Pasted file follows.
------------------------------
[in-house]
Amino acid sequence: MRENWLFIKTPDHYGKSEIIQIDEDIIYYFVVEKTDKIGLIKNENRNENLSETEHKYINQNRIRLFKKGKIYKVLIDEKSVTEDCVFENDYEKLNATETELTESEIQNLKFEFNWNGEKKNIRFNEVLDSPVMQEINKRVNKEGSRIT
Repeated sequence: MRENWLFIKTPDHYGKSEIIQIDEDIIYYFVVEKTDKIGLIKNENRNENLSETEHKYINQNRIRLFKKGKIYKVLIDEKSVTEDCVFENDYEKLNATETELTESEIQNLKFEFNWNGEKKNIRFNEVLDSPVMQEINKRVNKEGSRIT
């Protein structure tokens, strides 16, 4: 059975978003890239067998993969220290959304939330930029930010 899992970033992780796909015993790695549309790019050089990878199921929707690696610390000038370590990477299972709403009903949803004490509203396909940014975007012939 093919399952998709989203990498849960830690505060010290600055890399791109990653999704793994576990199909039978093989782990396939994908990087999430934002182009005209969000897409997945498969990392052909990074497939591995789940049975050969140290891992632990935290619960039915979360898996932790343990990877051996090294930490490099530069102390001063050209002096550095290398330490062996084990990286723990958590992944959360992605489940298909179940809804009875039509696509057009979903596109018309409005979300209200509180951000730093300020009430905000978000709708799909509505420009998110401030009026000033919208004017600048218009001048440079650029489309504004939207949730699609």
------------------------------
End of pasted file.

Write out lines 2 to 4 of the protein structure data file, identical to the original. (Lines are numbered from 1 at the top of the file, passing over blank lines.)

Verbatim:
Amino acid sequence: MRENWLFIKTPDHYGKSEIIQIDEDIIYYFVVEKTDKIGLIKNENRNENLSETEHKYINQNRIRLFKKGKIYKVLIDEKSVTEDCVFENDYEKLNATETELTESEIQNLKFEFNWNGEKKNIRFNEVLDSPVMQEINKRVNKEGSRIT
Repeated sequence: MRENWLFIKTPDHYGKSEIIQIDEDIIYYFVVEKTDKIGLIKNENRNENLSETEHKYINQNRIRLFKKGKIYKVLIDEKSVTEDCVFENDYEKLNATETELTESEIQNLKFEFNWNGEKKNIRFNEVLDSPVMQEINKRVNKEGSRIT
């Protein structure tokens, strides 16, 4: 059975978003890239067998993969220290959304939330930029930010 899992970033992780796909015993790695549309790019050089990878199921929707690696610390000038370590990477299972709403009903949803004490509203396909940014975007012939 093919399952998709989203990498849960830690505060010290600055890399791109990653999704793994576990199909039978093989782990396939994908990087999430934002182009005209969000897409997945498969990392052909990074497939591995789940049975050969140290891992632990935290619960039915979360898996932790343990990877051996090294930490490099530069102390001063050209002096550095290398330490062996084990990286723990958590992944959360992605489940298909179940809804009875039509696509057009979903596109018309409005979300209200509180951000730093300020009430905000978000709708799909509505420009998110401030009026000033919208004017600048218009001048440079650029489309504004939207949730699609």